One of the most exploitive type of child labour is what is called “debt bondage” — most pervasive in India, Pakistan and western Nepal. In these countries, the debt bondage pattern of exploitation is supported by long-standing traditions and cultural biases against low castes or minority ethnic groups. Dept bondage is a practice by which parents pledge their children’s work to pay off debts. The debts are very small at the start but with very high interest rates. Thus the children may work for their entire childhood to pay off the debt because of fraudulent accounting mechanisms employed by debt holders.
In western Nepal, where such bonded labourers are known as “Kamaiya”, the accounting schemes can keep families in debt for generations. Since Kamaiyas are often not paid enough to meet their basic needs, many have no choice but to take new loans from their masters. Many also carry inherited debts, sometimes going back for three or four generations in addition to their own. Children sold to bond masters work long hours over many years in an attempt to pay off these debts due to the astronomically high rates of interest charged and the low wages paid. The eradication of child labour depends on an ethical awakening on the part of employers, government officials, and non-governmental organizations.
In India, child debt servitude has been illegal since 1933. Since independence, India has adopted a host of additional protective legislation, most importantly the Bonded Labour System Abolition Act of 1976, which strictly outlaws all forms of debt bondage and forced labour. However, without political will to enforce them, these legal safeguards have little impact. Whether due to corruption or indifference, the political will is lacking. Labour laws are routinely flouted with virtually no risk of punishment to the offender. This is why an ethical awareness must grow and all children seen as having dignity and potential for a fuller life.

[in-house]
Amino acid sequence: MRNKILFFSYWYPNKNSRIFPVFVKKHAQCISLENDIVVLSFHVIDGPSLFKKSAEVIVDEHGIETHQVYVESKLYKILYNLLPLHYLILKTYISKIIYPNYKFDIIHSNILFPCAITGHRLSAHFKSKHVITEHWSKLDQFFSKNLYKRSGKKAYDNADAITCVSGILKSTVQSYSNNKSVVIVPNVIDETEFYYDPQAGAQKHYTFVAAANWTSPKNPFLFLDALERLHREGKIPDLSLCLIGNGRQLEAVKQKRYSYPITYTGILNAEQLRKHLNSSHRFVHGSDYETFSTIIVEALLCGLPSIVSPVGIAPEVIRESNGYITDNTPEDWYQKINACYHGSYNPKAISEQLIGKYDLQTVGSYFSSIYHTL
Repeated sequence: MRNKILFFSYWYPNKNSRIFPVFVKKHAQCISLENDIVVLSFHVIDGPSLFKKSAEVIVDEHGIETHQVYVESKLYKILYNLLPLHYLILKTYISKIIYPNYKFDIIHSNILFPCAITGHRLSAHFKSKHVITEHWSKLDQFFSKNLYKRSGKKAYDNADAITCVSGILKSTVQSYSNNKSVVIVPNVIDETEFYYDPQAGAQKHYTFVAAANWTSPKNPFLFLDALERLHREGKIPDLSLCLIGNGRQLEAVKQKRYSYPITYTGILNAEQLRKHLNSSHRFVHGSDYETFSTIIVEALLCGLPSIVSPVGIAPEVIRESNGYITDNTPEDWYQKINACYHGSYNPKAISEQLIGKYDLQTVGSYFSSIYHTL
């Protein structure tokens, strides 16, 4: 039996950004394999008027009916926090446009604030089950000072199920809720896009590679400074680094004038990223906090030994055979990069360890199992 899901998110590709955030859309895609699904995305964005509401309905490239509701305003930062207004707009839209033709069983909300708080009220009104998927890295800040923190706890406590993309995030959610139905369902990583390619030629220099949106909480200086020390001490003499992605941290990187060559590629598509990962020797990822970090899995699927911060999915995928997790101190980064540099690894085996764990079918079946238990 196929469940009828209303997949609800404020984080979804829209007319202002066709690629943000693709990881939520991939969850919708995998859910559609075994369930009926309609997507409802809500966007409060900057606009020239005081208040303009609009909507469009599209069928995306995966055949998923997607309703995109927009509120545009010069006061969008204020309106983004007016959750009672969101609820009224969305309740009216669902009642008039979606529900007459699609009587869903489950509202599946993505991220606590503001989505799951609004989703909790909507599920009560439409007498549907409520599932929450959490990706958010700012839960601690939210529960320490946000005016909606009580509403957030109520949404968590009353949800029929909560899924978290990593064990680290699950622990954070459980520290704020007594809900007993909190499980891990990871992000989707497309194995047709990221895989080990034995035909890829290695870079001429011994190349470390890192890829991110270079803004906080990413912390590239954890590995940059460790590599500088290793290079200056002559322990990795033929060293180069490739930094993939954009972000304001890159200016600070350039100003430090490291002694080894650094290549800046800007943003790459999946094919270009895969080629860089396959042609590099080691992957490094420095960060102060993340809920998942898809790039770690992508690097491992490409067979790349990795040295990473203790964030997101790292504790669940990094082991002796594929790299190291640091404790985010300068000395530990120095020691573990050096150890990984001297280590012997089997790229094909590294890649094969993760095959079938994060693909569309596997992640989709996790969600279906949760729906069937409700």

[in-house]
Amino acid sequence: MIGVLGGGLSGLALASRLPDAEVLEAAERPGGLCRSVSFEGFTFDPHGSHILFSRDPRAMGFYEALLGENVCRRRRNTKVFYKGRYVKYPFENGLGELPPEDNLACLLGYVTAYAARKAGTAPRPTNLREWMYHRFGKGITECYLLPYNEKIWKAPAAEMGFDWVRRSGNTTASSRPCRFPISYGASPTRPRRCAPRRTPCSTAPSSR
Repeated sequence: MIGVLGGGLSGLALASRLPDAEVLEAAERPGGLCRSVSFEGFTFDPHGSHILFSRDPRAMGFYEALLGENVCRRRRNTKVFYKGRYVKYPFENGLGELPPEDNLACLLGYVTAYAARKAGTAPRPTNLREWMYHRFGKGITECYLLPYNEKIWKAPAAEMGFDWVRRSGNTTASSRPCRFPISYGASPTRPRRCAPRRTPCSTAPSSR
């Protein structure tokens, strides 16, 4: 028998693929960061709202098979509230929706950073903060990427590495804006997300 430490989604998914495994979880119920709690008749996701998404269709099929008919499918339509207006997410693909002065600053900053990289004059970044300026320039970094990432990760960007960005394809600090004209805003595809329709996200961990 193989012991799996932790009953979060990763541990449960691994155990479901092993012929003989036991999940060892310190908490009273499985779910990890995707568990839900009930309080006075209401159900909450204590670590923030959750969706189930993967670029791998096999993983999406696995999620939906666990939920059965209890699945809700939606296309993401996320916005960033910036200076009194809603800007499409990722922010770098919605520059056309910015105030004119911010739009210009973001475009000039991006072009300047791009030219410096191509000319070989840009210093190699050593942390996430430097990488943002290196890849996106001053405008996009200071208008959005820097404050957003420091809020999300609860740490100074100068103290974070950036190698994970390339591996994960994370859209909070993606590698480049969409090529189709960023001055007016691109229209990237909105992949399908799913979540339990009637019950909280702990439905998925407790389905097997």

There is still a long way to go to eliminate exploitive child labour. Much child labour is in what is commonly called the non-formal sector of the economy where there are no trade unions. Child labour is often related to conditions of extreme poverty and to sectors of the society where both adults and children are marginalized such as many tribal societies in Asia, or the Roma in Europe or migrant workers in general.
There needs to be world-wide labour market policies that provide social protection measures, better training for an ever-changing work scene. World Citizens support the demands of decent work for all. We need to cooperate to build economies and societies in the present and the future.
Rene Wadlow, President, Association of World Citizens